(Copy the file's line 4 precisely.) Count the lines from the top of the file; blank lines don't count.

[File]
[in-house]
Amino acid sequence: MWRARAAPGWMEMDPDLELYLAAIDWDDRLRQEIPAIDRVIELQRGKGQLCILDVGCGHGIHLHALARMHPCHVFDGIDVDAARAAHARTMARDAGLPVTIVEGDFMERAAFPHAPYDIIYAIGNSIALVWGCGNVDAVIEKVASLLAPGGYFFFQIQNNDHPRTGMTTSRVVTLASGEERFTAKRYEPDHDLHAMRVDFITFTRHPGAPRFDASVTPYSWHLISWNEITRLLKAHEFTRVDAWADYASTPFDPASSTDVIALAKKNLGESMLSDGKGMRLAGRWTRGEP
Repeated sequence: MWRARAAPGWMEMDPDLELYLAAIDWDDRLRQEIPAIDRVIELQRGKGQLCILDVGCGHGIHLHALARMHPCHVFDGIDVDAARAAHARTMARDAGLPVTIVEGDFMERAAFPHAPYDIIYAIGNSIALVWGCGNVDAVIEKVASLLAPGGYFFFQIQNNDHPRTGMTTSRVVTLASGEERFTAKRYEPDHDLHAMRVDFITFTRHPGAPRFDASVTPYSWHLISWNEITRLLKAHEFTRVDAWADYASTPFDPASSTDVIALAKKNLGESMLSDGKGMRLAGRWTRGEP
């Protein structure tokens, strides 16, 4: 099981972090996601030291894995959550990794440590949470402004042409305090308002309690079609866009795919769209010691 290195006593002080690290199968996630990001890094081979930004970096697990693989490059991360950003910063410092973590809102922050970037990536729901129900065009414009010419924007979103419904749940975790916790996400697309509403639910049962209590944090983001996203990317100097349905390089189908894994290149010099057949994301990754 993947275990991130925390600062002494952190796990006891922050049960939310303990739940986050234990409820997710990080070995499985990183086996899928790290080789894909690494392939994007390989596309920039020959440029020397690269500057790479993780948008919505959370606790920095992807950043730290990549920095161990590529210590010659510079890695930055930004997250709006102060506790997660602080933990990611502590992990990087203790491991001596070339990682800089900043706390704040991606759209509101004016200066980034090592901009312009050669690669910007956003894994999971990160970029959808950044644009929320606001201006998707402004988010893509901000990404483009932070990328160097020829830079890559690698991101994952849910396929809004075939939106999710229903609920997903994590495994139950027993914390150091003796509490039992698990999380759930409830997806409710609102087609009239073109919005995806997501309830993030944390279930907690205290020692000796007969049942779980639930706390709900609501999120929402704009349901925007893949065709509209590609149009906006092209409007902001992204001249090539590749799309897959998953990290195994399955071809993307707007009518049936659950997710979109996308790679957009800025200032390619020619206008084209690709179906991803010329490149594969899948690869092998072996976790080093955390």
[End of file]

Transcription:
């Protein structure tokens, strides 16, 4: 099981972090996601030291894995959550990794440590949470402004042409305090308002309690079609866009795919769209010691 290195006593002080690290199968996630990001890094081979930004970096697990693989490059991360950003910063410092973590809102922050970037990536729901129900065009414009010419924007979103419904749940975790916790996400697309509403639910049962209590944090983001996203990317100097349905390089189908894994290149010099057949994301990754 993947275990991130925390600062002494952190796990006891922050049960939310303990739940986050234990409820997710990080070995499985990183086996899928790290080789894909690494392939994007390989596309920039020959440029020397690269500057790479993780948008919505959370606790920095992807950043730290990549920095161990590529210590010659510079890695930055930004997250709006102060506790997660602080933990990611502590992990990087203790491991001596070339990682800089900043706390704040991606759209509101004016200066980034090592901009312009050669690669910007956003894994999971990160970029959808950044644009929320606001201006998707402004988010893509901000990404483009932070990328160097020829830079890559690698991101994952849910396929809004075939939106999710229903609920997903994590495994139950027993914390150091003796509490039992698990999380759930409830997806409710609102087609009239073109919005995806997501309830993030944390279930907690205290020692000796007969049942779980639930706390709900609501999120929402704009349901925007893949065709509209590609149009906006092209409007902001992204001249090539590749799309897959998953990290195994399955071809993307707007009518049936659950997710979109996308790679957009800025200032390619020619206008084209690709179906991803010329490149594969899948690869092998072996976790080093955390």